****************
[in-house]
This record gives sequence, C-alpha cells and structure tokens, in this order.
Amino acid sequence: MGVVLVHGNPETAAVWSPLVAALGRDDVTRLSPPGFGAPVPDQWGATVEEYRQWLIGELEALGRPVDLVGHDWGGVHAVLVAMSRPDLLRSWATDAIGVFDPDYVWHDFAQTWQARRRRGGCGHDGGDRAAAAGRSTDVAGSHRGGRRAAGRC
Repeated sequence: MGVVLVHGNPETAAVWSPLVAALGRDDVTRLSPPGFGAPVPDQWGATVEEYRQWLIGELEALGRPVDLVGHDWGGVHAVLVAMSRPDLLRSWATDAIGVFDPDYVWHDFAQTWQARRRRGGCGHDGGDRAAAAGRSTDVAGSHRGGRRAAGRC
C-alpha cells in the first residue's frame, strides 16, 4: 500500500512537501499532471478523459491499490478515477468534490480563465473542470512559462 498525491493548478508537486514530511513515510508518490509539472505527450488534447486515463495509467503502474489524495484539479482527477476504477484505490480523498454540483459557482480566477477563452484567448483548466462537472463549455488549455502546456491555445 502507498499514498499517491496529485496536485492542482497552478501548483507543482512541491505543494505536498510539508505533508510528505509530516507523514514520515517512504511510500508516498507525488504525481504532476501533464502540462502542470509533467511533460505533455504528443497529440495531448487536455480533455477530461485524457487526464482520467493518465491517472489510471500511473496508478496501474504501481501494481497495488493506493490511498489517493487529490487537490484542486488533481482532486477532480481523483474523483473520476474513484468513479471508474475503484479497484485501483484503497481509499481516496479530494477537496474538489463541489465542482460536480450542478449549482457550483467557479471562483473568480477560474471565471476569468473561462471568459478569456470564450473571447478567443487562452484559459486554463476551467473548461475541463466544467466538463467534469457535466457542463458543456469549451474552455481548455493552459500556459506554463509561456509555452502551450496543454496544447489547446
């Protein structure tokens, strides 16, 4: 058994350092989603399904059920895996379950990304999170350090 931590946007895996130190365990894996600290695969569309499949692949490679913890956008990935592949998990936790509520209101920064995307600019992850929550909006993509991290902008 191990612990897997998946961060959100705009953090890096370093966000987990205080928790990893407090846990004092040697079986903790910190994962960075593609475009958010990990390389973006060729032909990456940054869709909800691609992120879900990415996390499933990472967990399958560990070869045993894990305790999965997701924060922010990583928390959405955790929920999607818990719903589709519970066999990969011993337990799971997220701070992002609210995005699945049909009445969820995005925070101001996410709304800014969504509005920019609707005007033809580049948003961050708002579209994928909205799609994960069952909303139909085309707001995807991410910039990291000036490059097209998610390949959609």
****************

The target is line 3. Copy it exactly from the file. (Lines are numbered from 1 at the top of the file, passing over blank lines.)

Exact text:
Amino acid sequence: MGVVLVHGNPETAAVWSPLVAALGRDDVTRLSPPGFGAPVPDQWGATVEEYRQWLIGELEALGRPVDLVGHDWGGVHAVLVAMSRPDLLRSWATDAIGVFDPDYVWHDFAQTWQARRRRGGCGHDGGDRAAAAGRSTDVAGSHRGGRRAAGRC